OPINION: Offaly needs to turn shops into housing to save itself
The notion of town-living is almost extinct in Offaly. The over-the-shop concept that so often formed part of town and council planning is a thing of the past, not least because many of those shops no longer exist. A series of factors have led counties like Offaly and particularly its secondary towns to wilt over the last decade.
These areas have been allowed to decay to a wasteland akin to a creaking railroad town on America's notorious rust belt. The only thing we're missing is the tumbleweed. Factories that once welcomed a bustle of workers have long fallen silent; the traditional bogs are winding down like the wheels of a weathered locomotive, trundling towards a dead-end.
If the country and this current government have one major issue, it is housing. Homelessness and the lack of affordable or social housing is the most pertinent issue of our time. In Offaly alone, over 1,000 people are on the social housing list and over 20 families are in emergency accommodation, children growing up in squalor.
Thousands of adult children are living under their parents' rooves well beyond their 20s as house prices spiral, and the dream of owning a home drifts out of reach for many. Those renting in a severely limited and expensive market are unable to save for a mortgage and while they're not on any list, these people are our hidden homeless.
Just 91 social housing units will be handed over to new homeowners in Offaly in 2019 but the council, understandably, cling to the fact that they're hitting paltry targets, albeit to save face. In truth, the problem is much bigger than Offaly County Council but the figures show one thing, regardless of targets - we are failing.
In rural counties like Offaly, there is another major issue that is both a symptom and a product of the former. Town centres have been decimated by a Celtic Tiger culture of edge-of-town development, both commercial and residential. People circumvent town centres to avoid traffic and businesses have died as a result.
Modernity has too hammered its nail into rural towns. Bank branches have been subsumed into online mechanisms; Post Offices have closed; people are shopping online in greater numbers with the ultimate outcome being the reduction in footfall. Town centres in Offaly are in survival mode. They fight for a reduction in rates while councils pull the other way to sustain maintenance and development in our communities, an attritional tug of war.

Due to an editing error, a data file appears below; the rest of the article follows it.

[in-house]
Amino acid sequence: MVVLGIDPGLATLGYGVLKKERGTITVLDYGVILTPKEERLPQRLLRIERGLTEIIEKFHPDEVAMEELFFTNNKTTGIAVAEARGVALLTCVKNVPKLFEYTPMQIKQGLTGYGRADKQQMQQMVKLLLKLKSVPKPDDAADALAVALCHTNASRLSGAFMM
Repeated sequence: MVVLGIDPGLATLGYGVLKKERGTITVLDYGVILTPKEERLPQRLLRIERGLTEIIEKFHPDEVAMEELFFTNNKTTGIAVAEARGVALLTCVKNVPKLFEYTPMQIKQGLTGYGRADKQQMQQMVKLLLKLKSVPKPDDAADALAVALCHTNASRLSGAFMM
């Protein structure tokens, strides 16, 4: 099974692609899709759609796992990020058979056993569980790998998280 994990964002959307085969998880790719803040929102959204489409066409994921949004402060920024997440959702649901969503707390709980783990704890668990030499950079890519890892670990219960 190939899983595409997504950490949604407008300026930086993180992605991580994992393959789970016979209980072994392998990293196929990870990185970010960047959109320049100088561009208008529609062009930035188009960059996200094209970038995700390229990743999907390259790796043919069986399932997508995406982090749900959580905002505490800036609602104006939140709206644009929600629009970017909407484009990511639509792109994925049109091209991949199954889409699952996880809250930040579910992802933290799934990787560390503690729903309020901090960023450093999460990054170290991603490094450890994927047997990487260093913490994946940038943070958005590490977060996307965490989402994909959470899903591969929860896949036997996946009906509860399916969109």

Commercial vacancy in towns and villages in the county is crippling. In the latest figures available on this issue from the GeoView Commercial Vacancy Report 2018, Offaly was listed as the sixth worst county for empty shops. Even starker was the position of Edenderry, a town located 45 minutes from Dublin, as the fourth worst town in the entire country.
25% of shop units in Edenderry are empty; more than 16% are empty in Tullamore, with 17% in Birr. With the issues of modern living mentioned above, the likelihood of many of these branches and buildings becoming businesses again is very low. No policy, no matter how inventive, will ever result in the 40 empty commercial units in Edenderry all becoming businesses again.
The latest figures from Offaly County Council estimate that between 1,000 and 1,500 properties, both residential and commercial, are empty across the county. There are various reasons for this; some owners don't want to become landlords while others may be tied up in legal turmoil, but many are simply waiting for a successful and attractive conversion scheme.
Another scheme, I hear you cry, and I too shuddered at the mere mention of the word, but hear me out. Yes, there has been a succession of failed schemes, and some are even still being bandied back and forth between the Department and local authorities. The Repair and Lease Scheme is a particular mess that has seen a dismal uptake in Offaly, as in other counties.
How do you address a housing crisis and a commercial vacancy problem with one fell swoop? You take the empty shops that are never going to have a name over the door again and convert them into social and affordable housing. By doing so, you put people back into town centres where they are needed to sustain small businesses. Essentially, you put the heart back into rural towns.
The logistics of such a solution, whether it takes the shape of a scheme for property owners, or by way of compulsory purchases, are hugely complex. It would take some wrangling but in the interest of the common good, the endeavour from our councillors and TDs to achieve it should be unwavering.
Without such a move, we are forced to ask ourselves the question: what is the alternative?